' Twas 'night; the wild 'noise of the 'battle was 'ended;
     The 'trumpet's dread 'clang, the fierce 'thunder of 'war,
No 'more with the 'groans of the 'dying were 'blended;
     But 'sad were the 'sounds that were 'heard from a'far!

For Britain's proud chieftain each warrior was mourning,
     Thus closing too soon his fame-honour'd career,
And while each brave bosom for vengeance was burning,
     Each hero's dark cheek was bedew'd with a tear.

'Mid the mountains of dead, the fires dimly were gleaming,
     As through the long ranks the lov'd hero was borne;
Death's dull, languid gaze from his full eye was beaming,
     And grief's poison'd arrow his bosom had torn

Indeed, the first stanzas of this poem by Townsend, a Church of England clergyman and Biblical expert, ring a familiar bell in that they sound rather like Wolfe's "Burial of Sir John Moore after Corunna." All in all a worse piece of writing, it nevertheless has an elegiac tone, a choice of words and constructions, a rhyme and, above all, a rhythm and metre which are strongly remindful of Wolfe's famous poem, written one year after (or more) than Townsend's. Did Wolfe get his inspiration, formally at least, from Townsend? The question cannot be answered. In any case, Townsend's poem is the first in the Moore series which is mournful rather than heroic in tone, and is also original in that it includes the poet's reconstruction of Moore's last conversation with his officers. The overall impression that it produces on the reader is more intimate and humane than the one conveyed by the triumphal poems that preceded it.


Anna Maria Porter, a prolific writer of short narrative, was the next author to contribute a Moore poem. Her "Lines to the memory of Sir John Moore," probably written in 1809 or 1810, were published in 1811 as part of the volume Ballad romances and other poems. An enthusiastic partisan of the Spanish patriots, her contribution is a well-written octave which focuses cataphorically on an all-too-familiar theme: "base party's fiercest storm" which, as she contends, the dead hero's "lofty fame" will "defy" and eventually overcome.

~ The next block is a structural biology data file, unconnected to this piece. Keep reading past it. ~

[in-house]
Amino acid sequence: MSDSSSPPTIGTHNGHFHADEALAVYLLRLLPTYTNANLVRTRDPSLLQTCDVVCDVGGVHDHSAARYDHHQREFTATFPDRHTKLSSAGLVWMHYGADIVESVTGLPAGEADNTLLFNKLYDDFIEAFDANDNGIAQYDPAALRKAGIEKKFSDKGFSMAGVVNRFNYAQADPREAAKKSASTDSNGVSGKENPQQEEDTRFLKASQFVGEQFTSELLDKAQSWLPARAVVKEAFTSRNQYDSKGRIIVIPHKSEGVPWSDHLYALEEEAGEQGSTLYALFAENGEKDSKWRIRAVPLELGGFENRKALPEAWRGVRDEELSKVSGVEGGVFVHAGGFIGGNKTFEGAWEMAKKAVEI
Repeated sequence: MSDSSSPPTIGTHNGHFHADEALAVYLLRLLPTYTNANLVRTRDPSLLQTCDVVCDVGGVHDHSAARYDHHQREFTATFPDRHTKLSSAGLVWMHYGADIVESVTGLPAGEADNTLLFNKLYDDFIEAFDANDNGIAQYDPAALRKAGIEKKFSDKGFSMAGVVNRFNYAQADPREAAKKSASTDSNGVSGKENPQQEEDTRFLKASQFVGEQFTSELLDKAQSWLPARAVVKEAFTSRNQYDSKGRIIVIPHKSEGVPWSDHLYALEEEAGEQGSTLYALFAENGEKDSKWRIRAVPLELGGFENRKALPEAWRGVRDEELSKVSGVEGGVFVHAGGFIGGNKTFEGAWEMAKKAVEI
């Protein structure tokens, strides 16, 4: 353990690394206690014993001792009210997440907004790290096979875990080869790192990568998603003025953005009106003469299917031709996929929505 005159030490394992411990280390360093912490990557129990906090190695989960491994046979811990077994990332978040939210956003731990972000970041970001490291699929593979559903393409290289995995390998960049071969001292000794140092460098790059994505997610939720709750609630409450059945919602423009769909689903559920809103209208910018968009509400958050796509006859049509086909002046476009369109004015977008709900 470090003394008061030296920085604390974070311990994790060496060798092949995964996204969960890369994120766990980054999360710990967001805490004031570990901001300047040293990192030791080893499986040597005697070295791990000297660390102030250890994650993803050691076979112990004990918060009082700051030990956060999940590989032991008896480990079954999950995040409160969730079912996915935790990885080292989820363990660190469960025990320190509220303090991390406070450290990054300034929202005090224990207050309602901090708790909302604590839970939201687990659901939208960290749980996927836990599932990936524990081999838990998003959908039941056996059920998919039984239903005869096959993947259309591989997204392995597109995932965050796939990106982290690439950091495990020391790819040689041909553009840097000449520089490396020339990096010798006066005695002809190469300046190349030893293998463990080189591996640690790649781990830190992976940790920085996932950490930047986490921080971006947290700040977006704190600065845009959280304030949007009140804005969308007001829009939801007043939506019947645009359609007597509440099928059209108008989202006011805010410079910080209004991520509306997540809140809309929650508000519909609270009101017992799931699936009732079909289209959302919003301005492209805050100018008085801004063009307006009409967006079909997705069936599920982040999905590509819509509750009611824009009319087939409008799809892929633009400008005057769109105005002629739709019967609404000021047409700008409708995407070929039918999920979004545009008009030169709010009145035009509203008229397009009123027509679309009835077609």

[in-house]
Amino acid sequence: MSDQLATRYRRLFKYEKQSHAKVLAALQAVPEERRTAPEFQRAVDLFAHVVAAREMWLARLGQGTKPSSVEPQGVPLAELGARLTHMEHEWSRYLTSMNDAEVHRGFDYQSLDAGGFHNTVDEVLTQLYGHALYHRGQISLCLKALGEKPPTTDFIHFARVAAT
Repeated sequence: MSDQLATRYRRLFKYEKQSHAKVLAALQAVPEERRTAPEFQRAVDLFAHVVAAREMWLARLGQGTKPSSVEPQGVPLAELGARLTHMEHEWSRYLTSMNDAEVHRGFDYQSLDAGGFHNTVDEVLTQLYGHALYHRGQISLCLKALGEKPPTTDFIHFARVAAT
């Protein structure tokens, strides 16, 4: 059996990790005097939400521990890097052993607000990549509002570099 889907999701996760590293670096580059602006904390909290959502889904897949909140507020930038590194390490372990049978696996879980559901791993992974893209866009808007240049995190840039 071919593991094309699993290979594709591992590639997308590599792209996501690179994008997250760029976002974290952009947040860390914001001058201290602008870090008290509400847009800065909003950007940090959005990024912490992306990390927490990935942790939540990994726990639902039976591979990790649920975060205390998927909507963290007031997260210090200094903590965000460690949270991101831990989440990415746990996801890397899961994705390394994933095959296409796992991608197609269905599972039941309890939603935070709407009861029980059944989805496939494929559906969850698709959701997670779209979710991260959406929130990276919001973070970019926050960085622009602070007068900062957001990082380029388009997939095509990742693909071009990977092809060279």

All the authors seen so far were partial to the late general. But Moore had been a controversial figure. No doubt a devoted and experienced professional, responsible for important reforms in British military training, office duties and public relations were not his forte. A Whig sympathiser working for a Tory government, he was often accused of being irritable, self-centered, and prone to blaming other people for his own failures. It is thus that his last intriguing words before dying—"I hope my country will do me justice"—perhaps acquire sense. Indeed, there had been accusations of mismanagement and even treason in his handling of the Spanish campaign. The question then is—alongside with his partisans, had there not been poets who had been critical of Moore? Apparently, the answer is no. So far we have not been able to find poems openly criticising him. Maybe establishment authors did not want to be accused of lack of 9 patriotism in war time by rubbishing a soldier who, after all, had died gallantly for king and country. Maybe, more cynically, they did not want to vent accusations against the man which might eventually turn against the government—thus, in a sense, against themselves. The fact is that criticism of Moore acquired a much subtler form—ignoring him. As Susan Valladares has demonstrated, this is what happened in Walter Scott's Vision of Don Roderick, a major poem by an established writer which was published in 1811 to raise funds for the Portuguese and drum up support for Britain's involvement in the Peninsula—which had been losing momentum in 1809 and 1810, two difficult years for the allies. While Wellington's proud masculinity and semi-divine nature are emphasized by the poem referring to him as HE, in capital letters, Moore is conspicuously absent from its lines. The Edinburgh Review was no fool, and they quickly found it "a sin not easily to be expiated" that in the Vision of Don Roderick "there should be no mention of the name of MOORE! . . . the only commander in chief who had fallen in this memorable contest." Scott's correspondence, both before and after the poem, simply shows that he considered Moore and his shameful "flight" a national disgrace best to be forgotten. Let me add that Moore's name is likewise avoided in Southey's emblematic Carmen Triumphale, for the commencement of the year 1814. The New Year's ode by the recently appointed poet laureate was in fact a summary of the Peninsular War events written for the greater glory of Wellington, dubbed "The Conqueror" in stanza XII and mentioned by name several times, while all we get of Moore is this: